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Ms. WOOLSEY. Mr. Chairman, across the United States, anguished families are sitting down at their kitchen table. They're reviewing their financial situation. Many are trying to figure out how in the world they're going to afford their personal long-term care needs or that of a loved one or another family member.
People who've worked hard their whole lives, who are already coping with a sluggish economy, are being crushed under the weight of long-term care costs, depleting their savings and sometimes spending themselves into bankruptcy.
As we know, Mr. Chairman, long-term care is not covered in most health care plans. If you're already old and sick, you probably can't qualify for a separate long-term care policy; and if you can, it's likely to be insanely expensive. Medicare pays only for the first 100 days of nursing-home care, and Medicaid is only available to the very poor. But you don't have to be poor to be overwhelmed by nursing-home costs that average $72,000 a year.
We can't forget that we live in an aging society. As our largest generation, the baby boomers, move into their retirement years, and while advances in science and technology have, thankfully, allowed us to live longer, it means that many of us will require more extended, more expensive care. All this has created a perfect storm in which the long-term care crisis will get even worse, not better.
In the coming years, Mr. Chairman, we're going to find ourselves in turmoil over long-term care. So why aren't we putting our heads together on both sides of the aisle and coming up with ideas to solve this dilemma? After all, we're all going to be old.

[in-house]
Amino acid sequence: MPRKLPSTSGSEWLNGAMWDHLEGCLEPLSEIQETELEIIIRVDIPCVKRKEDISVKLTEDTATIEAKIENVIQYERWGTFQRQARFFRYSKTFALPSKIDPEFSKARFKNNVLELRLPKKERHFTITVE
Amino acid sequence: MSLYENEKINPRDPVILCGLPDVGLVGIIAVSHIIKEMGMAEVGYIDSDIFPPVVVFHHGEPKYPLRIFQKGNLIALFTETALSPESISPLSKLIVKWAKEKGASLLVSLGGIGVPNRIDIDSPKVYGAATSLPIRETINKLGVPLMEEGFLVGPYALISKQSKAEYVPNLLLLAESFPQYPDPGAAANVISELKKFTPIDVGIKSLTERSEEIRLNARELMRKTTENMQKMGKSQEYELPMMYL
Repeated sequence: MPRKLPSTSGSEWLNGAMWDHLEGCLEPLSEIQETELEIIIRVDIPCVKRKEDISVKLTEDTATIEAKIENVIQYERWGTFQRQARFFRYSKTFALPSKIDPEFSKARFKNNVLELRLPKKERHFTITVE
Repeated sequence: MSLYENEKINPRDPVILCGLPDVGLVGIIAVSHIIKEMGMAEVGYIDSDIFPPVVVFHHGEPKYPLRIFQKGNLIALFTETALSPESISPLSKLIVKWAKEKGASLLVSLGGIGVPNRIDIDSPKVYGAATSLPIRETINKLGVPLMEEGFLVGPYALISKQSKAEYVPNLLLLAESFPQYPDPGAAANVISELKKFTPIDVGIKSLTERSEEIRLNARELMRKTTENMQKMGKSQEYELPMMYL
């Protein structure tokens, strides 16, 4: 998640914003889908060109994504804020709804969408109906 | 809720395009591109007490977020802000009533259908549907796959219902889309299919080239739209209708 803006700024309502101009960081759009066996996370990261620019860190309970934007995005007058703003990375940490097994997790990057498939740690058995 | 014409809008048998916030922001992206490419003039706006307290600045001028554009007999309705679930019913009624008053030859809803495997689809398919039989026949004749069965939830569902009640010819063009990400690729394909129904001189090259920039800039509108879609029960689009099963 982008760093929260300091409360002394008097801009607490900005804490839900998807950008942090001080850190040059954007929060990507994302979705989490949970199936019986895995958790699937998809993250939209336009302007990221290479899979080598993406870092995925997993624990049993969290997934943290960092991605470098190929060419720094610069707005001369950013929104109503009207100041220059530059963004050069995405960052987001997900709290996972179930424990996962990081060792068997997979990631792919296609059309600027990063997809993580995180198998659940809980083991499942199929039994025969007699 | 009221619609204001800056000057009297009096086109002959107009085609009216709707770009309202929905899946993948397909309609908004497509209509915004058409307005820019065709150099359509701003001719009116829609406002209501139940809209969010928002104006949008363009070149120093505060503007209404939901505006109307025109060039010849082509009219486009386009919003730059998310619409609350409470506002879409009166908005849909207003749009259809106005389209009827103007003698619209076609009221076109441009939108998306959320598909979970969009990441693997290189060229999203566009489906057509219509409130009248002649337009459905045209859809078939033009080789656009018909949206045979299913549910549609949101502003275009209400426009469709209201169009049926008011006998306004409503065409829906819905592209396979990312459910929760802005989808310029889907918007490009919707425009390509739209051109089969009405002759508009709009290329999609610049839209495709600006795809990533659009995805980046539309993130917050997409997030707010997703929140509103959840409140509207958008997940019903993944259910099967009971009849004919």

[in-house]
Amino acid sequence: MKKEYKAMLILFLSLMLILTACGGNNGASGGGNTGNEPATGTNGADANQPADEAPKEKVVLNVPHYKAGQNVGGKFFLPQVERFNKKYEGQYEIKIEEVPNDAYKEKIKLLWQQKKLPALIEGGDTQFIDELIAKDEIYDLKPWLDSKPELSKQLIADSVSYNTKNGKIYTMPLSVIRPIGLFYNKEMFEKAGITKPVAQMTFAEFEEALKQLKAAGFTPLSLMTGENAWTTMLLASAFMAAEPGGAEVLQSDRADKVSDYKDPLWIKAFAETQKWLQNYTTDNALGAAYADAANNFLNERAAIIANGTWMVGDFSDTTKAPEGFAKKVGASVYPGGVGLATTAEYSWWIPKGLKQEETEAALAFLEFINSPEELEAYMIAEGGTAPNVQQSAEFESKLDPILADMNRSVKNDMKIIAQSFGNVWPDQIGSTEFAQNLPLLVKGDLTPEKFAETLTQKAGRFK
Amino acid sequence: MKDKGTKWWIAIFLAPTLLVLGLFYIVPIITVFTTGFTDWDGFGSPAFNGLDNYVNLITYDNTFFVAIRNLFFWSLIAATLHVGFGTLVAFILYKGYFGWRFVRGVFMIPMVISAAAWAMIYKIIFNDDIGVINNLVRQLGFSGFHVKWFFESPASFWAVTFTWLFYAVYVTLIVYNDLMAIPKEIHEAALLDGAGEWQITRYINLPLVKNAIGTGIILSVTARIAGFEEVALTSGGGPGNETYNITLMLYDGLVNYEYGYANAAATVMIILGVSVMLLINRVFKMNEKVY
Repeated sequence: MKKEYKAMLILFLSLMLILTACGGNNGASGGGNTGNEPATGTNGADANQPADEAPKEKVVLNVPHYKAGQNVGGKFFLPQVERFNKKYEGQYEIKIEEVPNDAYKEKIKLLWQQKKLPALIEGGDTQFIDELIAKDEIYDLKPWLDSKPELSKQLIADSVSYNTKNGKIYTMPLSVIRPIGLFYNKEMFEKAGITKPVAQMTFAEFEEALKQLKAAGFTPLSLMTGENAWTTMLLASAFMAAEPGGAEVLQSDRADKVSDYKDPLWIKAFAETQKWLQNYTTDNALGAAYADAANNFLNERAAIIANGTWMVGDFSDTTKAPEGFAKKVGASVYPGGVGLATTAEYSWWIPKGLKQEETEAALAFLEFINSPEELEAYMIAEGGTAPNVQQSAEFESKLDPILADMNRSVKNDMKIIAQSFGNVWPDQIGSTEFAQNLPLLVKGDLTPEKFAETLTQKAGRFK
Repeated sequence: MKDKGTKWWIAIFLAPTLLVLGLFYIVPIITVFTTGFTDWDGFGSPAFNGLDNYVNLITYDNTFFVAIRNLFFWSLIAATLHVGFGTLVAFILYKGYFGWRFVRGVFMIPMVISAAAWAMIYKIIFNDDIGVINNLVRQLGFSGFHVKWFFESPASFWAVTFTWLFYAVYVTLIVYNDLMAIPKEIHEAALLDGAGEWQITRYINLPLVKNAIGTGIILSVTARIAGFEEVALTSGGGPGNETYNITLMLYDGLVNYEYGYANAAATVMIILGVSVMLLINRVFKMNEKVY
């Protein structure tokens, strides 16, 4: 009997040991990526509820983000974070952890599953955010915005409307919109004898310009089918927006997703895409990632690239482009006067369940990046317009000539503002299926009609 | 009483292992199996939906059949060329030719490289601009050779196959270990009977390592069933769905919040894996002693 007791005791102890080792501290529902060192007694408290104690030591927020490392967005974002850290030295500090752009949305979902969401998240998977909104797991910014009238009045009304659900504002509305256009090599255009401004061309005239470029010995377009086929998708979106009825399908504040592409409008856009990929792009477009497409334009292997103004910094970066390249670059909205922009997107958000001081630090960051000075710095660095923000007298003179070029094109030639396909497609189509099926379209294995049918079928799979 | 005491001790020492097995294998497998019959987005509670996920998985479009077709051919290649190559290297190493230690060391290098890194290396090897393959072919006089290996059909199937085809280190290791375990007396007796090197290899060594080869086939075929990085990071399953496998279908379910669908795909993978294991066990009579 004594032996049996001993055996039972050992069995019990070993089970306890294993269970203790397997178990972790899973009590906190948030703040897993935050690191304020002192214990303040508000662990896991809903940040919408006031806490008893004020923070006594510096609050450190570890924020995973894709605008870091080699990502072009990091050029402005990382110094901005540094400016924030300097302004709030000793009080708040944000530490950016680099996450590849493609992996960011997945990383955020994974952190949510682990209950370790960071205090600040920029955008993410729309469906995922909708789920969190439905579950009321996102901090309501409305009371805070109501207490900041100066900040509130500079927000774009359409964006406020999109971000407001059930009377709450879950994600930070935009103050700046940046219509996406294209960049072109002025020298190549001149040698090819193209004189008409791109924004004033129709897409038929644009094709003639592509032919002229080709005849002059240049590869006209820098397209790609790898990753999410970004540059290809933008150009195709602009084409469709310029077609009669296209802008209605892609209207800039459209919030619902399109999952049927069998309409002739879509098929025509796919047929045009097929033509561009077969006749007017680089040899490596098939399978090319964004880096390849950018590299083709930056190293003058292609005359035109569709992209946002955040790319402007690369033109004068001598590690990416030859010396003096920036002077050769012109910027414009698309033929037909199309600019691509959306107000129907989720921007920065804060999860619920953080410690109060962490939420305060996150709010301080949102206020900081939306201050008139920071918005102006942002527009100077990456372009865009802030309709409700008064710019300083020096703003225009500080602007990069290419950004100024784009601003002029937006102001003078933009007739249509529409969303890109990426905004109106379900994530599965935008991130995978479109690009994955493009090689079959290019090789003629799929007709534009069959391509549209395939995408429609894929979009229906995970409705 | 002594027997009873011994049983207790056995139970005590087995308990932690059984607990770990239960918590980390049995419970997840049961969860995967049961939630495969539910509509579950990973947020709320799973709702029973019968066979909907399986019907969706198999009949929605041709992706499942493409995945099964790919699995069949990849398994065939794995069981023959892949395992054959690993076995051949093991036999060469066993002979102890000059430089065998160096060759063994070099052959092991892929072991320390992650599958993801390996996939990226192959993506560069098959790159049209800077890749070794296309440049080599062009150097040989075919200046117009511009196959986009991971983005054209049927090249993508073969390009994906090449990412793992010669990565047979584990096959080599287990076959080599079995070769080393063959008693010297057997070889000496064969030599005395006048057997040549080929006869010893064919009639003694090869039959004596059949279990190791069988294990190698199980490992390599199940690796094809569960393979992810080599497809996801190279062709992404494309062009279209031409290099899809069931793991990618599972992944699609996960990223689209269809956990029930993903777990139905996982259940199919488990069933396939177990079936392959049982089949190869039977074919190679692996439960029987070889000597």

Instead, we're here today because the majority appears to want to repeal the one modest attempt to help Americans cope with long-term care costs. If the program needs improvement, I ask them, then let's fix it. That's what taxpayers are paying us to do, not throw up our hands and walk away from this problem.
But my friends in the majority seem to have a different version and vision of public service. It seems that instead of providing service to the public, they view it as their job to dismantle and disembowel any government investment that improves the lives of regular people. Nothing seems to drive them to distraction like the commonsense reforms of the Affordable Care Act. They have no innovative health care ideas of their own. They're simply nostalgic for the cruel and unfair health care system that we have finally begun to leave behind us.
So we need to be building on health care reform. We do not need to be whittling away at it. Vote ``no,'' my colleagues, on the repeal of the CLASS Act.
I yield back the balance of my time.
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